• Asha Saxena notes that GAAP accounting standards do not permit data to be capitalized on the balance sheet; however, data is nonetheless a corporate asset. 7 minutes to read.

Managing Projects

  • Glen Alleman listed over 250 links to the presentations, briefings, journal papers, and articles on increasing the Probability of Project Success (PoPS) he’s authored over the years. Quite a stack!
  • Elizabeth Harrin tells us how to address current issues from the lessons learned log. You have one of those, right? 4 minutes to read.
  • Jennifer Bridges explores a critical decision: if a project is failing, do we end it or push on through? Video, 6 minutes, safe for work.
  • Andy Jordan looks at what a PMO should do, and what it shouldn’t 7 minutes to read.
  • Cornelius Fichtner interviews Andy Burns on making the PMO leaner and more agile. Podcast, 32 minutes, safe for work.
  • Dale Howard shows how to use ad hoc grouping of tasks in MS Project. 3 minutes to read.

Managing Software Development

  • Stefan Wolpers curates his weekly list of Agile content, from winning agile management trends to what data-driven means to contrasting Dow Jones Industrial Average members Microsoft and General Electric. 7 outbound links, 3 minutes to read.
  • John Gillespie reminds us that metrics which are easy to collect are not necessarily the metrics that matter. 3 minutes to read.
  • Paul Grizzaffi points out the technical challenges you’ll have to overcome in order to run your automated tests in parallel. 6 minutes to read.
  • Dave Kearney builds a case for prototyping as a means for achieving alignment between the designers, developers, and customers. 4 minutes to read.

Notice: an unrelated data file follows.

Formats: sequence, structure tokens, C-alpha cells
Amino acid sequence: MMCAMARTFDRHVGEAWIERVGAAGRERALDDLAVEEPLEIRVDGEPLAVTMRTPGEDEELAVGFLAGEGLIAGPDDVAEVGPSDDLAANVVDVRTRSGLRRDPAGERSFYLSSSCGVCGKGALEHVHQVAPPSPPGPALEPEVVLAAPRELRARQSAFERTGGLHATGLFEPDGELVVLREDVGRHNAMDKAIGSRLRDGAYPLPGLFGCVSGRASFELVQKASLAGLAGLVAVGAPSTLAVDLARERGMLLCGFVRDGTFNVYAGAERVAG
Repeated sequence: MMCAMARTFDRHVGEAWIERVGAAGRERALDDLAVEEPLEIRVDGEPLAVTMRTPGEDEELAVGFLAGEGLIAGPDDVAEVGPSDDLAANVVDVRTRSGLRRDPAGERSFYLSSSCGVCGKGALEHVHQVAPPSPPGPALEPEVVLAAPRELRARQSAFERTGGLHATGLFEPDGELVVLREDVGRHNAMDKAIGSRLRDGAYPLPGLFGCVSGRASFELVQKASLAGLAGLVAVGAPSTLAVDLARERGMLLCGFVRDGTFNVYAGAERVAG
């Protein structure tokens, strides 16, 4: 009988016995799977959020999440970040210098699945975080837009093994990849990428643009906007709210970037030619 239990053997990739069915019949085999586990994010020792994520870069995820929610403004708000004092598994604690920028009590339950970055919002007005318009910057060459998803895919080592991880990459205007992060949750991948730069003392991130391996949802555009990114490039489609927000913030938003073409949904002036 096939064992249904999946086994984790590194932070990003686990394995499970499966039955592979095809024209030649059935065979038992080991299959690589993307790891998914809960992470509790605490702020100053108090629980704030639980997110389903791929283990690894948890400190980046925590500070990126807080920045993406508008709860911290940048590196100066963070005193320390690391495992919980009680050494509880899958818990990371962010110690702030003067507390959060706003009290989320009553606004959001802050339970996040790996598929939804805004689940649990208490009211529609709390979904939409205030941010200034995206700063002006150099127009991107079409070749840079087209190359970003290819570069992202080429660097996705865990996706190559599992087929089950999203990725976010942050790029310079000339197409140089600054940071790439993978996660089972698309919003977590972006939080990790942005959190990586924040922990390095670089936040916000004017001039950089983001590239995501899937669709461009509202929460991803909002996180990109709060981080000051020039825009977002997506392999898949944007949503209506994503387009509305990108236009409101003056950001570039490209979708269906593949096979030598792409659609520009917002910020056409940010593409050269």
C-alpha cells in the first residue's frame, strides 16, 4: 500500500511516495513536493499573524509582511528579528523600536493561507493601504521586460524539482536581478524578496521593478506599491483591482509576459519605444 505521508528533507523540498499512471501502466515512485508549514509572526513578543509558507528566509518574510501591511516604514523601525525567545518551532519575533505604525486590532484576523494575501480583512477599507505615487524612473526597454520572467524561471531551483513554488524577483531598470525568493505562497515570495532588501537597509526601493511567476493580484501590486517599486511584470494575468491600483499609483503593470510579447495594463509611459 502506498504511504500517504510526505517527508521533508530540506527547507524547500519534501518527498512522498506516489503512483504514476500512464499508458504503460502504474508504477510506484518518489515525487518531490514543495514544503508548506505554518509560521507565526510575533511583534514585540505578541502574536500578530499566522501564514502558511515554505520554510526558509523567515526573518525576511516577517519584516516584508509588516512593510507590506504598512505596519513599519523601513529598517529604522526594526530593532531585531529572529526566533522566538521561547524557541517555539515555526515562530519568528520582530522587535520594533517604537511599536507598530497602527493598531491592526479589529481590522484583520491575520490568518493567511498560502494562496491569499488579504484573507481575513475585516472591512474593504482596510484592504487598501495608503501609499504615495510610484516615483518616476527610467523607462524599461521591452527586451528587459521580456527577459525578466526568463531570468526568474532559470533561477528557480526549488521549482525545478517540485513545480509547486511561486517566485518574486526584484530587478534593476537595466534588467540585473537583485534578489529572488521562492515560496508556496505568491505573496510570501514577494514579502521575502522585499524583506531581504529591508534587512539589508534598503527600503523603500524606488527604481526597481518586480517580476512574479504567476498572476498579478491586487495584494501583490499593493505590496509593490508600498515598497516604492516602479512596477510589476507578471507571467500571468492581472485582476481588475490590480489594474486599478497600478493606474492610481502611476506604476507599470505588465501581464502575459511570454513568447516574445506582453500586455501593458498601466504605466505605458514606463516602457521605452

• Kristin Jackvony justifies extensive testing of the validation applied to user inputs. Boring but necessary! 4 minutes to read.
  • John Demian explains metric-based alerting, for those using Amazon Web Services. Somewhat technical, but the vocabulary lesson is valuable. 7 minutes to read.

Applied Leadership

  • The Forbes Insight Team and PMI explain how the C-suite can best support the transformation of the project management office. 3 minutes to read.
  • Peter Diamandis observes that traditional higher education, including the MBA, is losing its relevance and then calls our attention to what is replacing it. 9 minutes to read.
  • Chris Cook helps us look at delegation as actively assisting in someone else’s professional development. 5 minutes to read.
  • Tom Cagely continues his series on “guardrails” as a tool to maintain alignment with organization goals and objectives. Here is part 4; about 4 minutes to read both.

Research and Insights

  • Michael Grothaus recommends eight steps to reduce our exposure to digital data collection by Facebook, Google, and whoever else makes us nervous. 6 minutes to read.
  • Ananya Bhattacharya reports on a survey of US HR professionals and hiring managers indicates that souring foreign talent is an important part of their strategy. 3 minutes to read.
  • Paula Boddington shares her thoughts on the need for and possible elements of a baseline code of ethics for artificial intelligence. 14 minutes—long, but a thoughtful read.

Working and the Workplace

  • Peter Yang convinces us that slides are a poor form of communication—written narratives are where the enlightenment’s at. 3 minutes to read.
  • Adriana Girdler coaches us on the do’s and don’ts of meetings. Video, 5 minutes, safe for work.
  • Sarah Feldman reports on the results on a survey of what people find distracting at work. Just a minute to read.

Enjoy!